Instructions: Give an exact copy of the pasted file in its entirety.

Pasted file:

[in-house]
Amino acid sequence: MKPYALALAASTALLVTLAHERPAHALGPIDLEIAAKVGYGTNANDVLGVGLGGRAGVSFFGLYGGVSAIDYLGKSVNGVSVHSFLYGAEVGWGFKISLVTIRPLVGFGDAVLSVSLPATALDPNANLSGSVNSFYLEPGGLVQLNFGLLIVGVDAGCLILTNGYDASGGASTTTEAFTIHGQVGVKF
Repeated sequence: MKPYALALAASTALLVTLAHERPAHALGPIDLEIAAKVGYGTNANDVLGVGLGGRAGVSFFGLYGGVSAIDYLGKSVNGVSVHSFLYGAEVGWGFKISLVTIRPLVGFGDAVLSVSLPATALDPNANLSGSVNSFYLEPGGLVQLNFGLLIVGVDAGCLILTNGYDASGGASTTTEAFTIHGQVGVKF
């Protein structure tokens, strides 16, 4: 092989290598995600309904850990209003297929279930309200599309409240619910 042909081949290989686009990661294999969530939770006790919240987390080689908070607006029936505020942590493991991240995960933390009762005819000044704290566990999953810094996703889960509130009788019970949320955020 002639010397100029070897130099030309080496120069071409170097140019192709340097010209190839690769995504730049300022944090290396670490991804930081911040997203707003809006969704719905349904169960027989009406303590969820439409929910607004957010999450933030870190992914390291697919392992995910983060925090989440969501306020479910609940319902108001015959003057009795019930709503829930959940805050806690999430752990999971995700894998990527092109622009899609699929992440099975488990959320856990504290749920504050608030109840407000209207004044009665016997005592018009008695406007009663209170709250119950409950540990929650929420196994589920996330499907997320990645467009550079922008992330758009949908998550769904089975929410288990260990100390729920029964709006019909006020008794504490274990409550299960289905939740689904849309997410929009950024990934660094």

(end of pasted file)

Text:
[in-house]
Amino acid sequence: MKPYALALAASTALLVTLAHERPAHALGPIDLEIAAKVGYGTNANDVLGVGLGGRAGVSFFGLYGGVSAIDYLGKSVNGVSVHSFLYGAEVGWGFKISLVTIRPLVGFGDAVLSVSLPATALDPNANLSGSVNSFYLEPGGLVQLNFGLLIVGVDAGCLILTNGYDASGGASTTTEAFTIHGQVGVKF
Repeated sequence: MKPYALALAASTALLVTLAHERPAHALGPIDLEIAAKVGYGTNANDVLGVGLGGRAGVSFFGLYGGVSAIDYLGKSVNGVSVHSFLYGAEVGWGFKISLVTIRPLVGFGDAVLSVSLPATALDPNANLSGSVNSFYLEPGGLVQLNFGLLIVGVDAGCLILTNGYDASGGASTTTEAFTIHGQVGVKF
């Protein structure tokens, strides 16, 4: 092989290598995600309904850990209003297929279930309200599309409240619910 042909081949290989686009990661294999969530939770006790919240987390080689908070607006029936505020942590493991991240995960933390009762005819000044704290566990999953810094996703889960509130009788019970949320955020 002639010397100029070897130099030309080496120069071409170097140019192709340097010209190839690769995504730049300022944090290396670490991804930081911040997203707003809006969704719905349904169960027989009406303590969820439409929910607004957010999450933030870190992914390291697919392992995910983060925090989440969501306020479910609940319902108001015959003057009795019930709503829930959940805050806690999430752990999971995700894998990527092109622009899609699929992440099975488990959320856990504290749920504050608030109840407000209207004044009665016997005592018009008695406007009663209170709250119950409950540990929650929420196994589920996330499907997320990645467009550079922008992330758009949908998550769904089975929410288990260990100390729920029964709006019909006020008794504490274990409550299960289905939740689904849309997410929009950024990934660094």